google3821c6c88c6031a3.html What I Learned From Working With A CFP
  • Margaret Curtis, MD

What I Learned From Working With A CFP

Updated: Jan 8, 2019

I learned a lot from working with a Certified Financial Planner (CFP), about setting financial goals, insurance and college savings. I also learned how murky the world of financial advice is.

My husband and I worked with a Certified Financial Planner for about three years. Our initial meetings with him were very productive. He charged us a flat fee, first hourly and then annually. I consider this money well spent, but I will save you the trouble and share what I learned:

  1. Keep good records. It was sort of like inviting people over for dinner and then cleaning your house so no one knows how you actually live. Before our first meeting we consolidated several bank accounts, dredged up all our old tax records and downloaded statements. This process in and of itself was incredibly useful. Now that we have systems, keeping our records current is easy. This is a necessary but not sufficient first step to managing your own money.

  2. Set goals first. We used to make big decisions (such as buying a car) based on our circumstances (old car died). and then figure out how to pay for it (take money from taxable account). Now, we have a list of wants and needs (replacing a car within 5 years), and we dedicate savings to that goal. Money is kept in appropriate accounts for short-, medium- and long-term needs, so we don’t have to scramble or sell a long-term investment to meet an immediate demand. We save money and stress, and we have a framework for decisions.

  3. Pay attention to fees. Our CFP pointed out that our college savings were kept in a high-fee fund, and pointed us to a lower-fee state 529. Ironically, we later left this CFP because of fees (see below), but this advice got me to examine what we were paying for what we were getting.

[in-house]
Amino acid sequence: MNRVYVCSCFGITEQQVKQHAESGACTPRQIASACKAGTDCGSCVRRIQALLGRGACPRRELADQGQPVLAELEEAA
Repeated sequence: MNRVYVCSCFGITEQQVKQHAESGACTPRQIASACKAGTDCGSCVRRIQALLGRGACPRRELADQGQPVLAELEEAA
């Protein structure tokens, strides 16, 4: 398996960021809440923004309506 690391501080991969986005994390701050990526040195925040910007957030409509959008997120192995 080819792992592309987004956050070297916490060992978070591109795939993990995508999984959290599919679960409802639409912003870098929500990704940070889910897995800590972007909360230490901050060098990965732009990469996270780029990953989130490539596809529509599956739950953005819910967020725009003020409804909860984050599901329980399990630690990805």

After two years of this, our planner offered to take over management of our investments. I was changing jobs and had some retirement money to move, so we transferred those accounts to the mutual fund company our CFP recommended. Today I wouldn’t agree to this, knowing what I now know, but some of us are slow/experiential learners. Now I will save you more money:

  1. Pay attention to hidden fees. Our investments did fine, but we paid about 1% in total fees. These were not obvious in any of the statements we received, but showed up on our tax forms. If you haven’t already heard, these kinds of fees are an incredible drag on investments.

  2. Ask “what is in this for you?”. Our CFP wasn’t actually managing our investments. He had referred us to a mutual fund company which then paid him a percentage. He had a conflict of interest (he explained this by saying that his “planning” gig was separate from his “investment management” gig. Whatevs).

As an aside: being paid a fee for “assets under management” is a common practice for financial planners, but it seems to me that this creates a conflict of interest. AUM fees create an incentive for a planner to recommend investments that benefit the planner, rather than investments that are optimal for you.

By this point we felt we had a good plan going, and we sure as heck didn’t want to continue to pay all these people to watch our money grow. We pulled the money out and invested it in low-cost index funds. We would go back to a CFP if we needed specific planning advice. Mostly, though, we are putting our education to good use.

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